In the Belly of the Beast: Writing Exams

AuthorAllan C. Hutchinson
There is nothing quite like law school examinations: they seem to
afflict students in ways that only an imminent visit to the dentist can
come close to repeating. They are both a special form of examination
and a special form of legal writing. Unlike most exams to which you
will be accustomed, law school examinations are not simply about
memorizing large amounts of material and regurgitating them in a
stylish fashion to obtain a good grade. The ability to memorize, recall,
and state the information is a definite and useful talent, but the main
focus of most law exams is on the practical application of that infor-
mation. Having a photographic memory certainly helps, but it will get
you only part of the way. Law school examinations test whether you
understand the material by requiring you to use that material in an
effective and cogent manner. Accordingly, knowing the course and
cases backwards and forwards is a necessary but not sufficient prepa-
ration for examination success. It has to be understood that law
school examinations are not a trivia quiz; they rarely test students’
knowledge of the minutiae or detail of legal judgments and statutes
in the belly of the beast
writing exams
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for their own sake. As such, law school examinations are not about
memory, but about issue-spotting and argument: the examination is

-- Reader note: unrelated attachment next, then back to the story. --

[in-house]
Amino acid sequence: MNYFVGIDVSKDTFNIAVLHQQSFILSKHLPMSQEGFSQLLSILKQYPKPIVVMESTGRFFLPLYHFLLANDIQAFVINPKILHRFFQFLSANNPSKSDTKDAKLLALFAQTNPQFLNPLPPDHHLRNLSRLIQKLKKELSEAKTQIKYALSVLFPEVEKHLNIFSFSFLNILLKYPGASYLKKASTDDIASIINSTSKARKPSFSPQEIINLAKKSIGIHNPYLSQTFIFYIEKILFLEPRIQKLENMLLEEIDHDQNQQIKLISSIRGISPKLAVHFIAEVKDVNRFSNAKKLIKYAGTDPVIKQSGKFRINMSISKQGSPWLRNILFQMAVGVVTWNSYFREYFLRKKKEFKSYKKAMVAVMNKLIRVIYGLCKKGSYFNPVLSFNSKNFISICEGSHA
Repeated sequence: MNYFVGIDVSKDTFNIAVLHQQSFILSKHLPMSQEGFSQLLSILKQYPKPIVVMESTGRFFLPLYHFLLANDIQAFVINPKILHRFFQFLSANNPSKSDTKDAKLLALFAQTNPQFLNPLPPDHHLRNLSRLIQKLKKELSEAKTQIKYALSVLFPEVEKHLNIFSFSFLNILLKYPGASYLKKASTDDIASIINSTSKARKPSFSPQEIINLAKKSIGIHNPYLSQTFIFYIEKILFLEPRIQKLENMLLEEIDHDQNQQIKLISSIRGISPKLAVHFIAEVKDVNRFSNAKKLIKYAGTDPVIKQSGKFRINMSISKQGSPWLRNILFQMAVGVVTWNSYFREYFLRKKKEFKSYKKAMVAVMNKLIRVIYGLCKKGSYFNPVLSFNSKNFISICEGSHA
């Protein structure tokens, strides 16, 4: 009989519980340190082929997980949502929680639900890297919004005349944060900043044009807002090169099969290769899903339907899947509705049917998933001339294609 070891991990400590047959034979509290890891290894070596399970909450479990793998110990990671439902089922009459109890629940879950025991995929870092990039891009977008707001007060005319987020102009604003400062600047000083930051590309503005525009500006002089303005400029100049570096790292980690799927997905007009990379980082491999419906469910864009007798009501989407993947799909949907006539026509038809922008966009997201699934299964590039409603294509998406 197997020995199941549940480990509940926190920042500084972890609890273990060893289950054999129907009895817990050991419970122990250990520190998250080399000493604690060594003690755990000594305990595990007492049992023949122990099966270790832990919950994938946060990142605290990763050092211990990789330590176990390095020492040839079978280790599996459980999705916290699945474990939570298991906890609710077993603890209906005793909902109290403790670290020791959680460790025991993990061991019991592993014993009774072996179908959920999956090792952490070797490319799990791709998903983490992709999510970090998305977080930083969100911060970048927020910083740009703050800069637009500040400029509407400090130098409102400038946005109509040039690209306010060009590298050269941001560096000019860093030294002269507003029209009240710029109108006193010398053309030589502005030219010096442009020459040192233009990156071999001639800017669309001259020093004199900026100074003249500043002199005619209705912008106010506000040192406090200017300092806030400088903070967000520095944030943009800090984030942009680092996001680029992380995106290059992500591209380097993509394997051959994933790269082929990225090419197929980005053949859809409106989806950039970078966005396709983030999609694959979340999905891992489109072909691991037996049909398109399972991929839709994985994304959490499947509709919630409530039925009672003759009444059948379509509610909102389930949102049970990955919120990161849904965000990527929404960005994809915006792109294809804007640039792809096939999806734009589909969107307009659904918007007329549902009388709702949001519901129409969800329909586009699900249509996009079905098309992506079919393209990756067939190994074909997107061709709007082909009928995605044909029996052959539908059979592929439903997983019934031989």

an occasion when students are given a platform to display their abil-
ity to argue persuasively. In this way, law school examinations test the
combination of skills that derive from an effective grasp of legal
sources, legal reasoning, and legal writing.
No two law professors agree on much, least of all the perfect
examination question or answer. Indeed, it is a mistake to imagine
that there are perfect answers. At best, there are better and worse
models of how to approach and answer examination questions.
However, there are certain fundamental skills and insights that you
would do well to learn if you want to succeed at law school examina-
tions. What follows is an attempt to provide you with an appropriate
context of information about examinations so that you will be able to
study and write them with less anxiety and more success. First, I will
introduce the broader context in which evaluation and examinations
take place, and then provide a series of suggestions and tips on how
to study for and write examinations. Although incorporating these
techniques into your array of other studying skills will not assure you
of an A standing, they will assure that you fulfil your potential and be
in the top half of your class. Remember that few people fail exams; it
is simply a question of how well you do.
the broader context
Before addressing the nitty-gritty of preparing for and writing exams,
it is instructive to consider the general and institutional background
against which law school evaluations take place. Although there are
many pedagogic and educational reasons to move beyond the three-
hour, 100 percent examination at the end of the course, most
Canadian law schools rely on this form of evaluation as a major
device for grading students. There is considerable debate around the
whole question of whether there is a need for any grading at all with-
in law schools. After all, you had to do exceptionally well to make it
this far. Whereas some argue that grading systems merely pander to
the legal profession in that they provide a convenient way to sort
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